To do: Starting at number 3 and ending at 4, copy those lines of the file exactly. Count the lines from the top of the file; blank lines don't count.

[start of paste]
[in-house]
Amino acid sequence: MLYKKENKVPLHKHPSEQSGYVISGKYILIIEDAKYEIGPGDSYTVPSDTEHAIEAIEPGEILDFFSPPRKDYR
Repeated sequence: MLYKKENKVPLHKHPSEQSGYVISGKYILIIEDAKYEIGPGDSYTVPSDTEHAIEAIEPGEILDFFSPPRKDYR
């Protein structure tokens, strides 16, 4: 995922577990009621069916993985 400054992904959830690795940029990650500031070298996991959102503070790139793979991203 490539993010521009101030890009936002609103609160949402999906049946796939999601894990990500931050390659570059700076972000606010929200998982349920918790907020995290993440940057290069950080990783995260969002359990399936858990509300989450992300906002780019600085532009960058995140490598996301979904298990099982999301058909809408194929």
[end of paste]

Repeated sequence: MLYKKENKVPLHKHPSEQSGYVISGKYILIIEDAKYEIGPGDSYTVPSDTEHAIEAIEPGEILDFFSPPRKDYR
């Protein structure tokens, strides 16, 4: 995922577990009621069916993985 400054992904959830690795940029990650500031070298996991959102503070790139793979991203 490539993010521009101030890009936002609103609160949402999906049946796939999601894990990500931050390659570059700076972000606010929200998982349920918790907020995290993440940057290069950080990783995260969002359990399936858990509300989450992300906002780019600085532009960058995140490598996301979904298990099982999301058909809408194929």